Lathyrus belinensis sweet-pea <1,000 (2010 est) Habitat destruction due to urbanisation, over-grazing, conifer planting and road widening
Leiopelma archeyi Archey’s frog frog unknown but declining Chytridiomycosis and predation by invasive species
Lithobates sevosus Dusky gopher frog frog 60-100 individuals (est 2003) Fungal disease and habitat limitation due to climate change and land-use changes
Lophura edwardsi Edward’s pheasant bird Unknown Hunting and habitat loss
Magnolia wolfii magnolia Unknown (declining) Isolation of species and low regeneration rates
Margaritifera marocana mussel <250 individuals (2010 est) Habitat degradation and disturbance due to pollution and development
Moominia willii mollusc < 500 individuals  Invasive species and climate change
Natalus primus Cuban greater funnel eared bat bat <100 individuals (est 2005) Habitat loss and human disturbance
Nepenthes attenboroughii Attenborough’s Pitcher Plant carnivorous plant Unknown Poaching
Neurergus kaiseri Luristan newt newt <1000 mature individuals Illegal collection for pet trade
Nomascus hainanus Hainan Gibbon primate < 20 individuals Hunting
Oreocnemis phoenix Mulanje Red Damsel butterfly Unknown (declining) Habitat destruction and degradation due to drainage, agricultural expansion and exploitation of forest
Pangasius sanitwongsei Pangasid catfish freshwater fish Unknown (declining) Overfishing and collection for aquarium trade
Parides burchellanus butterfly < 100 individuals Habitat degrdation due to pressure from human populations and range restriction
Phocoena sinus Vaquita porpoise <200 individuals and declining Incidental capture in gillnets
Picea neoveitchii conifer Unknown (declining) Forest destruction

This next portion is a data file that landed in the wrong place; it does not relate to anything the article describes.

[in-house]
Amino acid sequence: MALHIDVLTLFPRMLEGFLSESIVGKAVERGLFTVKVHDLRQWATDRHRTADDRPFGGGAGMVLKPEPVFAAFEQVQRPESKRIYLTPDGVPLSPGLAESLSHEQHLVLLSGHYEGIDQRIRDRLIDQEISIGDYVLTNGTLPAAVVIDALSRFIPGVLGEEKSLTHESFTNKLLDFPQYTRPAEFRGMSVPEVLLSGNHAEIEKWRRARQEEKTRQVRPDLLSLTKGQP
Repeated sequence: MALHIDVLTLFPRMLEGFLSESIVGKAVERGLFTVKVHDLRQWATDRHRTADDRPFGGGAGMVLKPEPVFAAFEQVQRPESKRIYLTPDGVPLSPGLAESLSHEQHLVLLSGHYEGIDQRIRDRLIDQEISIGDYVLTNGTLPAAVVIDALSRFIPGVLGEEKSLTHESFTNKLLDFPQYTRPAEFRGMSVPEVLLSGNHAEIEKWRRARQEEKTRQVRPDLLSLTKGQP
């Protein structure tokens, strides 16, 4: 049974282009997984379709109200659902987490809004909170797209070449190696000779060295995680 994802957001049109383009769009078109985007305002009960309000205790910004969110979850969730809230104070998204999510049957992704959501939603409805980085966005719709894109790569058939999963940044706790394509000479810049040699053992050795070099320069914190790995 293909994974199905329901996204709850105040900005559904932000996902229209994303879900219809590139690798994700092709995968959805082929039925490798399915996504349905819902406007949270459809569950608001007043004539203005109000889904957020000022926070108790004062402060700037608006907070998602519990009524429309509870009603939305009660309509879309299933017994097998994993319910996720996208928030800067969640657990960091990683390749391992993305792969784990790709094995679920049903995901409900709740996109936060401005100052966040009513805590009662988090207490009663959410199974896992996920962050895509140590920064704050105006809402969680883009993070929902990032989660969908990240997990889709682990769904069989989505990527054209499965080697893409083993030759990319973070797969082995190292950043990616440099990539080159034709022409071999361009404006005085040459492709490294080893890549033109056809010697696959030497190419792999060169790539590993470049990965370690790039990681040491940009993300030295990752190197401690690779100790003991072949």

Pinus squamata Qiaojia Pine Conifer < 25 mature individuals Limited distribution and small population size
Poecilotheria metallica Peacock Parachute Spider spider Habitat loss and degradation as a result of deforestation, firewood collection and civil unrest
Pomarea whitneyi Fatuhiva monarch butterfly 50 individuals Predation by introduced species – Rattus rattus and feral cats
Pristis pristis Common Sawfish sawfish Unknown (declining) Exploitation – has removed the species from 95% of its historical range
Prolemur simus Greater bamboo lemur primate 100-160 individuals Habitat destruction due to slash-and-burn agriculture, mining and illegal logging
Propithecus candidus Silky Sifaka primate 100 -1,000 individuals Hunting and habitat disturbance
Psammobates geometricus Geometric tortoise tortoise Unknown Habitat destruction and degradation, and predation
Pseudoryx nghetinhensis Saola saola (bovid affinities) Unknown Hunting and habitat destruction
Psiadia cataractae flowering plant Unknown Habitat degradation and destruction due to development project and alien invasive plant species
Psorodonotus ebneri Beydaglari Bush-cricket cricket Unknown Climate change, habitat loss